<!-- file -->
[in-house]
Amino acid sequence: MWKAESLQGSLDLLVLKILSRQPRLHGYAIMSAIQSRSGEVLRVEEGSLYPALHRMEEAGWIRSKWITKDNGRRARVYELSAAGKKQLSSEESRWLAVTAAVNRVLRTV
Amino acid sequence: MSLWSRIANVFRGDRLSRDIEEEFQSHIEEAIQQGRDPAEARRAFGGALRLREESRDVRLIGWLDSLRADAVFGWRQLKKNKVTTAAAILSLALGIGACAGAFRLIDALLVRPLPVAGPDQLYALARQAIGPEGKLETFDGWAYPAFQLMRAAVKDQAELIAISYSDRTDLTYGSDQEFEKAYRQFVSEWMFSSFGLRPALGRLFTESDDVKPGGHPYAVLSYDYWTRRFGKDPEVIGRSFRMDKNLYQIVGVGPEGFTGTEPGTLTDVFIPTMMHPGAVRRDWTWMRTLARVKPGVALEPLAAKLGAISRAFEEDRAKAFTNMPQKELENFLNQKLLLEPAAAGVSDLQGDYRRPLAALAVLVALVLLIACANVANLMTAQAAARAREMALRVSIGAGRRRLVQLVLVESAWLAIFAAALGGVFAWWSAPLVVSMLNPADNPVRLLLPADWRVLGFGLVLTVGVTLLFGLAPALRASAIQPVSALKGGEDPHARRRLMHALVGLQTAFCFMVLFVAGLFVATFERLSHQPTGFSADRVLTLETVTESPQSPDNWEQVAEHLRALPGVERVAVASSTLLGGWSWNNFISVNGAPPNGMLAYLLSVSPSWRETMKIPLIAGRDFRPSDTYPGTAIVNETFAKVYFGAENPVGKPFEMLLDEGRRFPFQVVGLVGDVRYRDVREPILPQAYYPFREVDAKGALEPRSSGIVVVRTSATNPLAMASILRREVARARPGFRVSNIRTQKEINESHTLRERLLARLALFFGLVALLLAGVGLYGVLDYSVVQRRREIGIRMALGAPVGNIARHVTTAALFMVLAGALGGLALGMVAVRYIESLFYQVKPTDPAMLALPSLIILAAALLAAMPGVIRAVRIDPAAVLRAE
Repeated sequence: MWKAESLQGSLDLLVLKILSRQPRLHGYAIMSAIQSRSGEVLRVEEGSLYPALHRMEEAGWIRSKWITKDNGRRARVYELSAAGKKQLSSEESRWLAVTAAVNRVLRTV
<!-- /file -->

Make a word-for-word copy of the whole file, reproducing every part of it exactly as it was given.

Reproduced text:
[in-house]
Amino acid sequence: MWKAESLQGSLDLLVLKILSRQPRLHGYAIMSAIQSRSGEVLRVEEGSLYPALHRMEEAGWIRSKWITKDNGRRARVYELSAAGKKQLSSEESRWLAVTAAVNRVLRTV
Amino acid sequence: MSLWSRIANVFRGDRLSRDIEEEFQSHIEEAIQQGRDPAEARRAFGGALRLREESRDVRLIGWLDSLRADAVFGWRQLKKNKVTTAAAILSLALGIGACAGAFRLIDALLVRPLPVAGPDQLYALARQAIGPEGKLETFDGWAYPAFQLMRAAVKDQAELIAISYSDRTDLTYGSDQEFEKAYRQFVSEWMFSSFGLRPALGRLFTESDDVKPGGHPYAVLSYDYWTRRFGKDPEVIGRSFRMDKNLYQIVGVGPEGFTGTEPGTLTDVFIPTMMHPGAVRRDWTWMRTLARVKPGVALEPLAAKLGAISRAFEEDRAKAFTNMPQKELENFLNQKLLLEPAAAGVSDLQGDYRRPLAALAVLVALVLLIACANVANLMTAQAAARAREMALRVSIGAGRRRLVQLVLVESAWLAIFAAALGGVFAWWSAPLVVSMLNPADNPVRLLLPADWRVLGFGLVLTVGVTLLFGLAPALRASAIQPVSALKGGEDPHARRRLMHALVGLQTAFCFMVLFVAGLFVATFERLSHQPTGFSADRVLTLETVTESPQSPDNWEQVAEHLRALPGVERVAVASSTLLGGWSWNNFISVNGAPPNGMLAYLLSVSPSWRETMKIPLIAGRDFRPSDTYPGTAIVNETFAKVYFGAENPVGKPFEMLLDEGRRFPFQVVGLVGDVRYRDVREPILPQAYYPFREVDAKGALEPRSSGIVVVRTSATNPLAMASILRREVARARPGFRVSNIRTQKEINESHTLRERLLARLALFFGLVALLLAGVGLYGVLDYSVVQRRREIGIRMALGAPVGNIARHVTTAALFMVLAGALGGLALGMVAVRYIESLFYQVKPTDPAMLALPSLIILAAALLAAMPGVIRAVRIDPAAVLRAE
Repeated sequence: MWKAESLQGSLDLLVLKILSRQPRLHGYAIMSAIQSRSGEVLRVEEGSLYPALHRMEEAGWIRSKWITKDNGRRARVYELSAAGKKQLSSEESRWLAVTAAVNRVLRTV